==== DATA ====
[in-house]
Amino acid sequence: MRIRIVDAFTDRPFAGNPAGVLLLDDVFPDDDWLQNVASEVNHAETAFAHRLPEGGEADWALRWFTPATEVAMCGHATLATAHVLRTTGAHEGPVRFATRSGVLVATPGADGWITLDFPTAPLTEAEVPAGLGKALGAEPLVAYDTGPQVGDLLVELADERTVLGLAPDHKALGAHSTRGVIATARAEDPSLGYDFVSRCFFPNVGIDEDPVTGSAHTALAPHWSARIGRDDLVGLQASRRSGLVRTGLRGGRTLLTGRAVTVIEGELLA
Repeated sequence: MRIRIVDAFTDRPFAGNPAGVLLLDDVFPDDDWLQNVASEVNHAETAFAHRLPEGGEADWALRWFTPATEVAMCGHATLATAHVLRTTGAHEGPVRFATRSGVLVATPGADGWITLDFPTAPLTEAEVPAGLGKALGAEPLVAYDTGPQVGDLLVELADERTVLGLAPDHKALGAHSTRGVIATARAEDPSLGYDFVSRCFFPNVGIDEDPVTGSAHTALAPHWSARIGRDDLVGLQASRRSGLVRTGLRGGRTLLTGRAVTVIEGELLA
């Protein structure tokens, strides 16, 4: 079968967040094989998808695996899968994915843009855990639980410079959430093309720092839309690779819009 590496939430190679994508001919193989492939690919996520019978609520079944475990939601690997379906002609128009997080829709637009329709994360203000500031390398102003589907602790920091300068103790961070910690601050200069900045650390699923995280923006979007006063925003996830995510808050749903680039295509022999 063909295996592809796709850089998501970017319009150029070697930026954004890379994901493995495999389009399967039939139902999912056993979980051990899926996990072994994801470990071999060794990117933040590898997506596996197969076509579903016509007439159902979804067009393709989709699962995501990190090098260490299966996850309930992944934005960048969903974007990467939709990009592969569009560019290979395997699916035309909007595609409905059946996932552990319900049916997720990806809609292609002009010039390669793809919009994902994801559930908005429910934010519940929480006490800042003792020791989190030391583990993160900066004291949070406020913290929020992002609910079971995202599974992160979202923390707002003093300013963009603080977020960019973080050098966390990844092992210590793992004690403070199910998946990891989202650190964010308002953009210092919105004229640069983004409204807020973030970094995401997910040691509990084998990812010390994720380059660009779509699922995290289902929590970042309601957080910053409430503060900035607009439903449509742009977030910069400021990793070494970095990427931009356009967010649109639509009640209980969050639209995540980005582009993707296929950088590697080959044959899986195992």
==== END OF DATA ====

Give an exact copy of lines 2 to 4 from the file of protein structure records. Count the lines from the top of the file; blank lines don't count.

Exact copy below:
Amino acid sequence: MRIRIVDAFTDRPFAGNPAGVLLLDDVFPDDDWLQNVASEVNHAETAFAHRLPEGGEADWALRWFTPATEVAMCGHATLATAHVLRTTGAHEGPVRFATRSGVLVATPGADGWITLDFPTAPLTEAEVPAGLGKALGAEPLVAYDTGPQVGDLLVELADERTVLGLAPDHKALGAHSTRGVIATARAEDPSLGYDFVSRCFFPNVGIDEDPVTGSAHTALAPHWSARIGRDDLVGLQASRRSGLVRTGLRGGRTLLTGRAVTVIEGELLA
Repeated sequence: MRIRIVDAFTDRPFAGNPAGVLLLDDVFPDDDWLQNVASEVNHAETAFAHRLPEGGEADWALRWFTPATEVAMCGHATLATAHVLRTTGAHEGPVRFATRSGVLVATPGADGWITLDFPTAPLTEAEVPAGLGKALGAEPLVAYDTGPQVGDLLVELADERTVLGLAPDHKALGAHSTRGVIATARAEDPSLGYDFVSRCFFPNVGIDEDPVTGSAHTALAPHWSARIGRDDLVGLQASRRSGLVRTGLRGGRTLLTGRAVTVIEGELLA
């Protein structure tokens, strides 16, 4: 079968967040094989998808695996899968994915843009855990639980410079959430093309720092839309690779819009 590496939430190679994508001919193989492939690919996520019978609520079944475990939601690997379906002609128009997080829709637009329709994360203000500031390398102003589907602790920091300068103790961070910690601050200069900045650390699923995280923006979007006063925003996830995510808050749903680039295509022999 063909295996592809796709850089998501970017319009150029070697930026954004890379994901493995495999389009399967039939139902999912056993979980051990899926996990072994994801470990071999060794990117933040590898997506596996197969076509579903016509007439159902979804067009393709989709699962995501990190090098260490299966996850309930992944934005960048969903974007990467939709990009592969569009560019290979395997699916035309909007595609409905059946996932552990319900049916997720990806809609292609002009010039390669793809919009994902994801559930908005429910934010519940929480006490800042003792020791989190030391583990993160900066004291949070406020913290929020992002609910079971995202599974992160979202923390707002003093300013963009603080977020960019973080050098966390990844092992210590793992004690403070199910998946990891989202650190964010308002953009210092919105004229640069983004409204807020973030970094995401997910040691509990084998990812010390994720380059660009779509699922995290289902929590970042309601957080910053409430503060900035607009439903449509742009977030910069400021990793070494970095990427931009356009967010649109639509009640209980969050639209995540980005582009993707296929950088590697080959044959899986195992």